Republican Presidential candidate Jon Huntsman made an interesting point during last week?s Republican debate; an increase in legal immigration could turn around the depressed U.S. housing market.
An article from the Washington Post examines whether Huntsman?s push for more legal immigration is a feasible way to pump money into U.S. real estate. If Canada?s current housing market is anything to go by, Huntsman believes the U.S. could learn a lot from Vancouver, which currently has the fastest growing real estate market in the world.
?They allow immigrants in legally and it lifts all boats. We need to focus as much on legal immigration,? said Huntsman, at the Republican debate.
According to the Washington Post, Huntsman makes a strong argument. Studies show there is a correlation between the number of immigrants and an increase in U.S house prices. The publication reports that a recent Swiss National Bank study attaches a 1 percent rise in immigration to a 2.7 percent increase in the price of single-family homes.
However, as Toronto-based economist for Capital Economics, Paul Dales, points out, while an increase in the number of immigrants played its part in Canada?s healthy real estate market, it?s not the main contributing factor.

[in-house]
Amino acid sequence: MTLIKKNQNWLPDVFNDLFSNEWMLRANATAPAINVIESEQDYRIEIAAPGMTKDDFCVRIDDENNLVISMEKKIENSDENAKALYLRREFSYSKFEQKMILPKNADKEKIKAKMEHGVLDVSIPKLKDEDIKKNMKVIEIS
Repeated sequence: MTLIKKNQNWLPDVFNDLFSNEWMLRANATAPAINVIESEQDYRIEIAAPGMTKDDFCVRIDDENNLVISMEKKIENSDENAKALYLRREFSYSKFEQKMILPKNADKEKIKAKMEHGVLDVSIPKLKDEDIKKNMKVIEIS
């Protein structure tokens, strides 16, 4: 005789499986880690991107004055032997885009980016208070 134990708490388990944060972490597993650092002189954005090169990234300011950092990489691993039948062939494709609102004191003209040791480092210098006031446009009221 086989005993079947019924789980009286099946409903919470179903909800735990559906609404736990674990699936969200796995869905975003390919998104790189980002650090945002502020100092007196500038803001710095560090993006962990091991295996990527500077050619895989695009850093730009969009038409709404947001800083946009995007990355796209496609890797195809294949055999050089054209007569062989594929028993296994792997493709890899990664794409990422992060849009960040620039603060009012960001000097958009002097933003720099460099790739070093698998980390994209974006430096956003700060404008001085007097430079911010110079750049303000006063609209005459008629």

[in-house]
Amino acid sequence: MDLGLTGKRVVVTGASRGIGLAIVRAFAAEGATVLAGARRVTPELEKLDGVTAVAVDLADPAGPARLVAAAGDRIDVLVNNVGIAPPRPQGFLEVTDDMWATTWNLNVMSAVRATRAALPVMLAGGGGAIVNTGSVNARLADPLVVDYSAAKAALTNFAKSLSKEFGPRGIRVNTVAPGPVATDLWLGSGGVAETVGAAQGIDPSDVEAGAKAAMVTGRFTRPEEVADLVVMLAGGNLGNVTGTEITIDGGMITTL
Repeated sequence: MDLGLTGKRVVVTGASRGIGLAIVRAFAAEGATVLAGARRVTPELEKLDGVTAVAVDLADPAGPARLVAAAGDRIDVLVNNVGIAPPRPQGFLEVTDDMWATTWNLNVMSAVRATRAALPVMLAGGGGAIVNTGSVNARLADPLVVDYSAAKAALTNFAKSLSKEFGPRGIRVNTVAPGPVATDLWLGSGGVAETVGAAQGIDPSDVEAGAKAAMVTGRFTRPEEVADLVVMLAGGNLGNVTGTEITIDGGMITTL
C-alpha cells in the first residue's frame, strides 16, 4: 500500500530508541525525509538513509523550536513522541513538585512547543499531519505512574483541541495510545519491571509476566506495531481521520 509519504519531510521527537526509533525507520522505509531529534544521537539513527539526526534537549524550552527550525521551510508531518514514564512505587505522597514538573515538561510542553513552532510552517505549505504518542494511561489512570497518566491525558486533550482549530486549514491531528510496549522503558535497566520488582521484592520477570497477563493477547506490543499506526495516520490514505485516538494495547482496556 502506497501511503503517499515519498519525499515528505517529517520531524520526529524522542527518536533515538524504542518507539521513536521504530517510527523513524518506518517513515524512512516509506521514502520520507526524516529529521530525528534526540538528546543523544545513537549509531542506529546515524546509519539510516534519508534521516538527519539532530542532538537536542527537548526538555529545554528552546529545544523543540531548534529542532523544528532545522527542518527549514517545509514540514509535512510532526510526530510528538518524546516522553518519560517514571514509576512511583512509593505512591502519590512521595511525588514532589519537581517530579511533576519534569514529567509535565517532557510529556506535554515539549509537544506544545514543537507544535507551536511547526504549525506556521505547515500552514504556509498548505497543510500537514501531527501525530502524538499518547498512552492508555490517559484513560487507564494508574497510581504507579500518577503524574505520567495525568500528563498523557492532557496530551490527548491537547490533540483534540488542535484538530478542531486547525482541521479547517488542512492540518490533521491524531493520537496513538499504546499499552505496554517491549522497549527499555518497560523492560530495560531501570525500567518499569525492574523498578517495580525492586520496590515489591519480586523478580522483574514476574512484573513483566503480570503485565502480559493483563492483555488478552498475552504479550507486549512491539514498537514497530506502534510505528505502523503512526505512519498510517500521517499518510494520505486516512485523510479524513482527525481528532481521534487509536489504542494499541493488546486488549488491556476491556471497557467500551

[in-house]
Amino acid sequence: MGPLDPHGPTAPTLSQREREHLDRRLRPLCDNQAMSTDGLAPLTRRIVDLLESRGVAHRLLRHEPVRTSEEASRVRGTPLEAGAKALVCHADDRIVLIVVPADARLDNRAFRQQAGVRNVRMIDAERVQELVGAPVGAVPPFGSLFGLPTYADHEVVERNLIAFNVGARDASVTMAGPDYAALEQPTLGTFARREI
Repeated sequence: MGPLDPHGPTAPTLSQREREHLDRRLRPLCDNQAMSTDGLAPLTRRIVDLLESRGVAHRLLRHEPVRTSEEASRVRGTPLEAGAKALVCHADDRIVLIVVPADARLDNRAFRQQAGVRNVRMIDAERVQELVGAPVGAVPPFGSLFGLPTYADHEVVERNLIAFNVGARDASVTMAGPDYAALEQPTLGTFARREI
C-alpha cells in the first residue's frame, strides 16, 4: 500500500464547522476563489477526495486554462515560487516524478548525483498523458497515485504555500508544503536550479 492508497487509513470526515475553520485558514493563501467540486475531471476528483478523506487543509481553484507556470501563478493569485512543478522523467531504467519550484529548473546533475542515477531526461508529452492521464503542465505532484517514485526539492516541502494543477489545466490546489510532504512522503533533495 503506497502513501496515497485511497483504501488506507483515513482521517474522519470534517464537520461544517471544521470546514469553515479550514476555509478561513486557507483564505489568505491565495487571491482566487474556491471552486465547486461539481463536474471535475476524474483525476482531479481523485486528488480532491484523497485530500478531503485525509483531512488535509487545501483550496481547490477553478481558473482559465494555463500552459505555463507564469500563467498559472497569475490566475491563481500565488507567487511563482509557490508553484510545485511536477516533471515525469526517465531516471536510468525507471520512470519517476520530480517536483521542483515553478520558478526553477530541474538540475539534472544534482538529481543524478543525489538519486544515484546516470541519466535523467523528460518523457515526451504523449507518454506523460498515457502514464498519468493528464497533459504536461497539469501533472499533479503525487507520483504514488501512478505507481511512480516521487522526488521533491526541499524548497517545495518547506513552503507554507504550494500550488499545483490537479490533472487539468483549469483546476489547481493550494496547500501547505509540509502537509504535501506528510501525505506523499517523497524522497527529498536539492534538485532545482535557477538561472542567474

A combination of Vancouver?s influx of Chinese investment from overseas and the country?s commodities boom has likely had a more profound effect. Which makes it unlikely, at least in the immediate future, that the U.S. market will see much improvement directly from immigration either.
What role does EB-5 play?
Given the fact that there has been an increase in real-estate developers pursuing the EB-5 visa program for financing, the likelihood that the EB5 visa program will someday reach its 10000-visa cap and improve the real-estate market looks promising.
But considering that the EB-5 visa program currently approves only 4000 visas in an average year, this may take some time. Angelo Paparelli, a Los Angeles-based immigration attorney, told the Post that an alternative visa that focuses more on investment and offers immigrants ?something less than a green card,? as an incentive for buying U.S. real estate could generate interest from more immigrant investors.
The United Arab Emirates "has just done this with the three-year resident's visa," he told the Post.